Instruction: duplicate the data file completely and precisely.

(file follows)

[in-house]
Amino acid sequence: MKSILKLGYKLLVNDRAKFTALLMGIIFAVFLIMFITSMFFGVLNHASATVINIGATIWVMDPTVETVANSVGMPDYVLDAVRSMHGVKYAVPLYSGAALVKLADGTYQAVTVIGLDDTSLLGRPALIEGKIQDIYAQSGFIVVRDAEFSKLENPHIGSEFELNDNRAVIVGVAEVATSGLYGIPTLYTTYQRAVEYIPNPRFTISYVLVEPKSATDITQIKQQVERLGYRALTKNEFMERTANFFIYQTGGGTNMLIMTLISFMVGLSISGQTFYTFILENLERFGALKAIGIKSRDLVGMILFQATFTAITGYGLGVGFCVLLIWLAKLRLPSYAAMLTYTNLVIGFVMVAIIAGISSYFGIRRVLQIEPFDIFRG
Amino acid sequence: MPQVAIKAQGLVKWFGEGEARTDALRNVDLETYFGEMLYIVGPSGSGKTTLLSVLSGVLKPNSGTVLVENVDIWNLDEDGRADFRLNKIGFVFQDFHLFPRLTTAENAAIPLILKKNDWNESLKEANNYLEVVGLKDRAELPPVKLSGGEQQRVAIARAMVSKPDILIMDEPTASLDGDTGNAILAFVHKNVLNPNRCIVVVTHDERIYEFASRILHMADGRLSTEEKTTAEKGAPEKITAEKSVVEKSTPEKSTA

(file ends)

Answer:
[in-house]
Amino acid sequence: MKSILKLGYKLLVNDRAKFTALLMGIIFAVFLIMFITSMFFGVLNHASATVINIGATIWVMDPTVETVANSVGMPDYVLDAVRSMHGVKYAVPLYSGAALVKLADGTYQAVTVIGLDDTSLLGRPALIEGKIQDIYAQSGFIVVRDAEFSKLENPHIGSEFELNDNRAVIVGVAEVATSGLYGIPTLYTTYQRAVEYIPNPRFTISYVLVEPKSATDITQIKQQVERLGYRALTKNEFMERTANFFIYQTGGGTNMLIMTLISFMVGLSISGQTFYTFILENLERFGALKAIGIKSRDLVGMILFQATFTAITGYGLGVGFCVLLIWLAKLRLPSYAAMLTYTNLVIGFVMVAIIAGISSYFGIRRVLQIEPFDIFRG
Amino acid sequence: MPQVAIKAQGLVKWFGEGEARTDALRNVDLETYFGEMLYIVGPSGSGKTTLLSVLSGVLKPNSGTVLVENVDIWNLDEDGRADFRLNKIGFVFQDFHLFPRLTTAENAAIPLILKKNDWNESLKEANNYLEVVGLKDRAELPPVKLSGGEQQRVAIARAMVSKPDILIMDEPTASLDGDTGNAILAFVHKNVLNPNRCIVVVTHDERIYEFASRILHMADGRLSTEEKTTAEKGAPEKITAEKSVVEKSTPEKSTA